Wednesday, 22 May 2013
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|PSC concerned about impasse in Parliament|
|Monday, 04 June 2012 21:54|
…budget cuts bound to affect us, says Chairman Dookhoo
THE private sector is an important stakeholder in a country’s development, and as such, “should not be ignored by any politician”, according to Chairman of the Private Sector Commission (PSC) Ramesh Dookhoo. He has also expressed great confidence in the furtherance of the private sector and its development in Guyana.
The PSC Chairman was speaking last Friday, at the launching of the Third International Building Exposition, at the Princess Hotel, Providence, East Bank Demerara.
He said many businesses have asked over the past weeks about the ‘parliamentary impasse’ that has taken place, and “have expressed their views about confidence in the future stability of Guyana”.
“I want to say that I have full confidence in the evolution of a democratic parliament in Guyana, and the eventual fulfilment of our national goals as advocated by all of our political parties,” he said.
He noted that the private sector recently, with the gracious accommodation of President Donald Ramotar, met with him and his political team to discuss these matters and they were given a full brief.
Dookhoo said they also met with the Alliance For Change (AFC) and garnered their views.
“We are trying very hard to meet with APNU (A Partnership for National Unity) on these matters; our effort so far has been not as fruitful as with the other party,” he disclosed.
He pointed out that last year, the private sector led growth in the economy backed by government spending, contributed $17.5B in corporate taxes paid over to government, despite an active taxation reform initiative supported by the National Competitiveness Strategy (NCS), where corporate taxes were reduced by five percent.
“We are important stakeholders and we should not be ignored by any politician. We will not go away or disappear, we will demand that all politicians meet with us,” he insisted.
The PSC Chairman posited, “I have great confidence in the furtherance of the private sector and its development in Guyana”.
Speaking to the Guyana Chronicle yesterday, Dookhoo expressed optimism that APNU will meet the private sector some time soon.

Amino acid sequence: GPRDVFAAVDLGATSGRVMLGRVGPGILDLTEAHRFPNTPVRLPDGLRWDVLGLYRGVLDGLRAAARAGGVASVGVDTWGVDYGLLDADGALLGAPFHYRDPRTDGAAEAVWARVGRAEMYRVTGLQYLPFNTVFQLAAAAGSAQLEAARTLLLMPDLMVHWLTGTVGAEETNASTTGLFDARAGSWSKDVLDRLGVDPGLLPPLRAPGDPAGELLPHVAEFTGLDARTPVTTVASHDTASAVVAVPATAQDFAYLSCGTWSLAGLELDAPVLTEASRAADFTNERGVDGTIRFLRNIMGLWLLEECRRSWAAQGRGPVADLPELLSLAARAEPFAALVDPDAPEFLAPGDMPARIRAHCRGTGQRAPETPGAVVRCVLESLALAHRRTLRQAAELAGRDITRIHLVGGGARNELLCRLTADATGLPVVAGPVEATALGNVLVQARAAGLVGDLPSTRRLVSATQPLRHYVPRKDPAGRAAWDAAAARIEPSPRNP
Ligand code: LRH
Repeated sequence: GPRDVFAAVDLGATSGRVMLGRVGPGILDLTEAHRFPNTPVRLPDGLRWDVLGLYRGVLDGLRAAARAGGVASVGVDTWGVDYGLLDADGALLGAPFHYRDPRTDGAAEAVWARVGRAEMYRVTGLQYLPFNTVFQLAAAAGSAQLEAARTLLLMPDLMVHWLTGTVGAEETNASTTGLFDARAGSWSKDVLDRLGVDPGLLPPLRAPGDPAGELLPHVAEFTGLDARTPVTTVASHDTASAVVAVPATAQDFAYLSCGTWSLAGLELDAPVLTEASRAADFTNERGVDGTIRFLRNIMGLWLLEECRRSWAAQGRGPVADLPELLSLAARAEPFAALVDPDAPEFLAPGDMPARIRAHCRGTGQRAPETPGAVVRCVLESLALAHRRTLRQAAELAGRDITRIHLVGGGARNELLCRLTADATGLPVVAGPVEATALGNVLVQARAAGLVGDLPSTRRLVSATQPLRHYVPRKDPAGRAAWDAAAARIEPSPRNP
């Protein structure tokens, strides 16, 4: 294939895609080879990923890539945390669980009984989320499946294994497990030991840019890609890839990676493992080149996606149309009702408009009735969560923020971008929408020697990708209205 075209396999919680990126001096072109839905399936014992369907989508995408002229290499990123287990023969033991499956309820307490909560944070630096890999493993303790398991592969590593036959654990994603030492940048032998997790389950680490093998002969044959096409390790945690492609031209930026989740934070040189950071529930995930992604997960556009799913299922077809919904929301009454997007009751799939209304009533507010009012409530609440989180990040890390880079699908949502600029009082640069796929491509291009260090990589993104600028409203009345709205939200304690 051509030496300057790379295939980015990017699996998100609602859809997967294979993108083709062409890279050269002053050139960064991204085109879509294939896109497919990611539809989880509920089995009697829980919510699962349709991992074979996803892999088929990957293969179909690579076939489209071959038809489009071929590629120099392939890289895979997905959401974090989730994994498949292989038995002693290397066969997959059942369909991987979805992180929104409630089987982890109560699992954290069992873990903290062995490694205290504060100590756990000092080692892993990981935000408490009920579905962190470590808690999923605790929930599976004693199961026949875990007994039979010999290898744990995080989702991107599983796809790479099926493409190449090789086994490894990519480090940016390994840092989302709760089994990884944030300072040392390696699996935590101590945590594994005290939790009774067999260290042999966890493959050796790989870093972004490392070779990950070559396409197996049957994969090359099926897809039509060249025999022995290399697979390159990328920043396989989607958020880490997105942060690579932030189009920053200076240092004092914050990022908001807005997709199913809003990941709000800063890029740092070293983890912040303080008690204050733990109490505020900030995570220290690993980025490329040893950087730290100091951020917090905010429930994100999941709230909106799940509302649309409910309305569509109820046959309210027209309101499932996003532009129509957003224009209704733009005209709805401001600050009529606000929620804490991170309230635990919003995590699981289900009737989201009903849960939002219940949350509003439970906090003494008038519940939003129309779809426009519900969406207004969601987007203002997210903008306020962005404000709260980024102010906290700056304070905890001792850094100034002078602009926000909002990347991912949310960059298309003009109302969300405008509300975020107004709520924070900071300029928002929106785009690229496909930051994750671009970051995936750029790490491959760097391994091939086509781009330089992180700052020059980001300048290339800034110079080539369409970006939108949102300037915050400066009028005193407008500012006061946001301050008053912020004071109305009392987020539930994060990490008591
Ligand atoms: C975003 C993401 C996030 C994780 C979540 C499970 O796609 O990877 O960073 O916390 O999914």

The PSC Chairman, accompanied by members of the private sector, held a meeting with President Ramotar last Thursday, and according to a Government Information Agency (GINA) report, Dookhoo reported small but noticeable declaration of some indicators in the economy as a result of the unprecedented cuts to the 2012 national budget. He told GINA that although the symptoms are not overly alarming, they are ‘showing up more and more every day.’
The private sector prides itself as a major contributor to the economy; especially in the area of annual gross revenues, which Dookhoo said, is now at its highest figure.
Hailed as one of the engines of growth, the private sector convened a series of engagements with politicians, including those in the government, to vent their concerns about the budget cuts and their effects on the economy.
“The cuts will affect spending in the private sector, and spending in the economy. It is bound to affect us at some point in time. We are also concerned about the effects on the transformative projects, the hydropower and other such projects,” Dookhoo said.
The apparent impasse in the Parliament, “where the buck stops”, so to speak has also been of great concern, and Dookhoo said the private sector will make diligent efforts to bring such concerns to the attention of the opposition coalition party, APNU.
“We do not want to sit back and allow this impasse to go on,” Dookhoo told GINA.
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